What a nurse really does after a shift

Stories - FamilyDo people really think that nurses come home after a shift, put their feet up, and eat bon bons? If so, they are sorely mistaken.

The fact is that sometimes life outside the hospital can be just as stressful as inside it. When you come out of those doors, a whole new world of hurt just may be waiting for you as soon as you check your phone.

What really happens when a nurse leaves the “comfort” of the confines of their shift? What do they do when they no longer have the “easy and laid back” work environment to cushion them?

Well, they work their tails off. What else do nurses do?


Sleep is work. Finding time to sleep, getting enough sleep, getting people to leave you alone so that you can sleep, and falling asleep when you need to fall asleep because you have to be on the floor in eight hours are part of the work that sleep entails.

Although it would be nice to go home and go right to sleep, it often isn’t possible. When it is, though, this is usually the go to activity that most nurses really do when their shift is over.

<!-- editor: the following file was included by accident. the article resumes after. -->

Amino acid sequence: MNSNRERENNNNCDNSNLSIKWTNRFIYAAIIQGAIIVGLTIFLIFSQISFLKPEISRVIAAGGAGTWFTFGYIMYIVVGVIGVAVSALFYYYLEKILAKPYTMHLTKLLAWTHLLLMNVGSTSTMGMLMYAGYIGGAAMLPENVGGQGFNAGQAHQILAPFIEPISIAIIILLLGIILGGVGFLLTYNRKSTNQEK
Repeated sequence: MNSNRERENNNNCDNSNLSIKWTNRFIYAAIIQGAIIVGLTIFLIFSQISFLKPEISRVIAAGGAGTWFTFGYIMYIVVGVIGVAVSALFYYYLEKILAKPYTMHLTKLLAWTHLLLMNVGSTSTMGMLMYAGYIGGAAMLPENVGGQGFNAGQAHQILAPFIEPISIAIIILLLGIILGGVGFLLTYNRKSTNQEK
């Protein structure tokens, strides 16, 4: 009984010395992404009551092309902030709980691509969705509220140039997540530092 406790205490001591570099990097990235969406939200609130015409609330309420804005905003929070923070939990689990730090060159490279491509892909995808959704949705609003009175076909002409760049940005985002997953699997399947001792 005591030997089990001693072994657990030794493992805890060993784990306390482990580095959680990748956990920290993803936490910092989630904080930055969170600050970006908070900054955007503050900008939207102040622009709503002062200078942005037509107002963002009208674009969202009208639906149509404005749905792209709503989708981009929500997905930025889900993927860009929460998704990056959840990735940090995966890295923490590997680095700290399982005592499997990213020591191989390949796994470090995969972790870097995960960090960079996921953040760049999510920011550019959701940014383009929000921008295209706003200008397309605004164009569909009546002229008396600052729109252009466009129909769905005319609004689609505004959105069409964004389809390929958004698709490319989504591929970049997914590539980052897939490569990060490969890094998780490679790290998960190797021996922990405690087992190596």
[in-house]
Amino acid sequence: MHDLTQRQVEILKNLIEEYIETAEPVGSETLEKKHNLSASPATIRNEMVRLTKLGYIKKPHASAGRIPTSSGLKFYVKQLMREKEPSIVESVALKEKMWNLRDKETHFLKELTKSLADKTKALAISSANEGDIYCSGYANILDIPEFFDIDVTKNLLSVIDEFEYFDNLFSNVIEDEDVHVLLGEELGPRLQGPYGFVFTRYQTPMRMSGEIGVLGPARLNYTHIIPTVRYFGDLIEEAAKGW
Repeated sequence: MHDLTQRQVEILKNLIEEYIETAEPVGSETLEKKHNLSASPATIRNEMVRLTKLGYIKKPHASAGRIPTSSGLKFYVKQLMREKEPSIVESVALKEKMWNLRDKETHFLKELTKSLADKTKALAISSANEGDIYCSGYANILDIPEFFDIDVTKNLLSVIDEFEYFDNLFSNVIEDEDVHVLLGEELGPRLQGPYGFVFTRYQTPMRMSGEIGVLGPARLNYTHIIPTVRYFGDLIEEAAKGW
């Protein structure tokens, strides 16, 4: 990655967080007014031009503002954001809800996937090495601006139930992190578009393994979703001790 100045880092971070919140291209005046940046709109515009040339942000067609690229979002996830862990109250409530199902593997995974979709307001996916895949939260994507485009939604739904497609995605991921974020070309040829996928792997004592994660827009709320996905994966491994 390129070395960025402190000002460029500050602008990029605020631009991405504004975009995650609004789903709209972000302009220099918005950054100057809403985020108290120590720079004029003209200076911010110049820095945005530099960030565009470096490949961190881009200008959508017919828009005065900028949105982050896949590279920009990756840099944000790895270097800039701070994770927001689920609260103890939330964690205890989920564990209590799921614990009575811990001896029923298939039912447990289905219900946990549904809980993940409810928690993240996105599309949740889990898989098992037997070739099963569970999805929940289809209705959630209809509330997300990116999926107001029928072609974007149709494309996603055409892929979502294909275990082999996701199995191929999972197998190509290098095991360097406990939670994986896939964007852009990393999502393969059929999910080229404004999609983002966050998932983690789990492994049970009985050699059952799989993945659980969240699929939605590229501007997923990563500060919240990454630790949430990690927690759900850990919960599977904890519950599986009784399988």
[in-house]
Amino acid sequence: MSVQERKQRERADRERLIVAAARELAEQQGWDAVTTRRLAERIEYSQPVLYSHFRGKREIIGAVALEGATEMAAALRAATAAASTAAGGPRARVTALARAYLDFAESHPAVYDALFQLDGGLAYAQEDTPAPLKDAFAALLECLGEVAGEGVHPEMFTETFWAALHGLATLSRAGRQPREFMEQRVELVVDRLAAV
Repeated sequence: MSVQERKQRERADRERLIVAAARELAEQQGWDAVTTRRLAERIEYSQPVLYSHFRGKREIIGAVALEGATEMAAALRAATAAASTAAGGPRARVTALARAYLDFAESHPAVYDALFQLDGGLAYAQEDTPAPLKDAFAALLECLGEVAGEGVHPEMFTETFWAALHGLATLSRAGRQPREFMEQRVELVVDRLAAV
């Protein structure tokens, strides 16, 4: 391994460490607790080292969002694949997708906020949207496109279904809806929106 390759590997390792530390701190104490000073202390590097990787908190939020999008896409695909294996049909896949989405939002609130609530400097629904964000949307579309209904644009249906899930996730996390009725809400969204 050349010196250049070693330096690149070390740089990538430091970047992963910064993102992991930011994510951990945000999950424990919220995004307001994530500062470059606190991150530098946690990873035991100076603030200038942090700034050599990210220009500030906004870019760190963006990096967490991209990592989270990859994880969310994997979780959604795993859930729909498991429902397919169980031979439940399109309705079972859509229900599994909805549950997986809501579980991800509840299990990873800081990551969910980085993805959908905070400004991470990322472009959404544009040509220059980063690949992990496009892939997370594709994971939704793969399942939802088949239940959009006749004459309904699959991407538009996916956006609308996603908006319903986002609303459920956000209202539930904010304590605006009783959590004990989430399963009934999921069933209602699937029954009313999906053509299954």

If you are a nurse with the ability to sleep eight hours, count yourself lucky. If not, try to get as much as you can because it starts all over again tomorrow.

Care for Family

Most of the time, family care comes first. Many nurses have children and spouses, all of which need attention, care, feeding, and watering. And they can’t do it without you.

In all seriousness, you probably have childcare when you are at work, but once you are home, all bets are off. You are the one who is in charge of your family, and you have to make sure everyone is happy and healthy.

Real nurses generally come home and take care of someone else. It is sad that nurses have so few opportunities to take care of themselves – relax, get sleep, eat well – but having a career and a family has always been exhausting.

Relax with Wine

A glass of red, a show on Netflix, and sleeping children: this is the dream of most nurses. Usually, though, the glass of wine is downed while trying to juggle a ton of other problems in your house.

Let’s face it, though – drinking wine isn’t a great coping mechanism when things get overwhelming. It can help with the anxiety of a stressful life, but it is way too easy to follow that down the path to alcoholism.

Wine isn’t the only culprit, either. Nurses do a ton of things that are bad for them to cope with the stresses of a bad shift followed by a bad home life.

Eating fatty foods, neglecting exercise, and completely ignoring sleep are just a few of the coping mechanisms nurses turn to. Unfortunately, it can be less healthy habits that nurses indulge in when they are finished with their shifts.

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